It takes a lot to create something as unimaginably complex as ‘life’. We already know many of the ingredients, but it isn’t yet enough; the exciting biochemical quest is continuing undiminished. TU/e University professor and chemist Bert Meijer takes us on a search for the missing links. The sequel to a breathtaking story that was a big hit at the Lowlands festival a few years ago.
Solving the puzzle of life
“How did life on Earth start?” is probably one of the most intriguing questions for which there’s no scientific answer. More and more puzzles about life are being solved, thanks to the tremendous progress in science and technology. That means the possibilities for making far-reaching changes in life are virtually unlimited.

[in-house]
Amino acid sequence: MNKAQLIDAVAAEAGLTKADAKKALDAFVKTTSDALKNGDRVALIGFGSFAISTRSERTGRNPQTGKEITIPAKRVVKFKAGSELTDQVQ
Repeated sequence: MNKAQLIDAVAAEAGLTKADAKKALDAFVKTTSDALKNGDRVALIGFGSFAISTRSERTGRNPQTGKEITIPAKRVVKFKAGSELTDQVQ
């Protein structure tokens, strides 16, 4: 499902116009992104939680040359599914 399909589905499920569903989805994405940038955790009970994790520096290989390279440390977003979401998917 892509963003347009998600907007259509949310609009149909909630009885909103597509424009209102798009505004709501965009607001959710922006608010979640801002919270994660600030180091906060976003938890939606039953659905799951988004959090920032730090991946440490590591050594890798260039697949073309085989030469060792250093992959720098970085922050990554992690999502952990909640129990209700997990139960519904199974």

Progress and understanding in a complex domain
We can clone sheep and culture organs from stem cells, and we can genetically modify cells, plants and bacteria. Synthesizing molecules from simple substances has also reached great heights. As a result we can make large proteins and DNA using synthesizers, and cure a lot of diseases with all kinds of medicines. The more we know, the more complex molecular cell biology proves to be, and the more we become fascinated by the origins of life.
Creating life: it’s still going to take a while
This lecture highlights some of the biggest challenges in our understanding of how life started, and why – in spite of all the research efforts – it will still take a long time before we can make a living cell from its individual components in the laboratory. Bert Meijer looks particularly at the rapidly developing field of building complex supramolecular systems.
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